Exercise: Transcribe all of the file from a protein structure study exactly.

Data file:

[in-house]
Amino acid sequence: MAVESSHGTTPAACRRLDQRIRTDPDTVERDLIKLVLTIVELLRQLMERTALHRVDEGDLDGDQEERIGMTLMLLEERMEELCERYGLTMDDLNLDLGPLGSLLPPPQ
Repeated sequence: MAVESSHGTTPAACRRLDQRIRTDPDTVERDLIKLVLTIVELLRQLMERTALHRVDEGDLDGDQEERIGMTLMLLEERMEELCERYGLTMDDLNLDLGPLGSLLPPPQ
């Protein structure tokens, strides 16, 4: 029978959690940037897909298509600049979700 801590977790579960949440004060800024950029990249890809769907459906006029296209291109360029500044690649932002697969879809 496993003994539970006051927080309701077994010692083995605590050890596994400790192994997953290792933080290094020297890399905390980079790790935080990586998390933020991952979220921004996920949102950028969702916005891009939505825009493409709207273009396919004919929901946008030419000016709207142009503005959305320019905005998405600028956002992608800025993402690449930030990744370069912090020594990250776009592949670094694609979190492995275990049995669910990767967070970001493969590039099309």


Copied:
[in-house]
Amino acid sequence: MAVESSHGTTPAACRRLDQRIRTDPDTVERDLIKLVLTIVELLRQLMERTALHRVDEGDLDGDQEERIGMTLMLLEERMEELCERYGLTMDDLNLDLGPLGSLLPPPQ
Repeated sequence: MAVESSHGTTPAACRRLDQRIRTDPDTVERDLIKLVLTIVELLRQLMERTALHRVDEGDLDGDQEERIGMTLMLLEERMEELCERYGLTMDDLNLDLGPLGSLLPPPQ
């Protein structure tokens, strides 16, 4: 029978959690940037897909298509600049979700 801590977790579960949440004060800024950029990249890809769907459906006029296209291109360029500044690649932002697969879809 496993003994539970006051927080309701077994010692083995605590050890596994400790192994997953290792933080290094020297890399905390980079790790935080990586998390933020991952979220921004996920949102950028969702916005891009939505825009493409709207273009396919004919929901946008030419000016709207142009503005959305320019905005998405600028956002992608800025993402690449930030990744370069912090020594990250776009592949670094694609979190492995275990049995669910990767967070970001493969590039099309």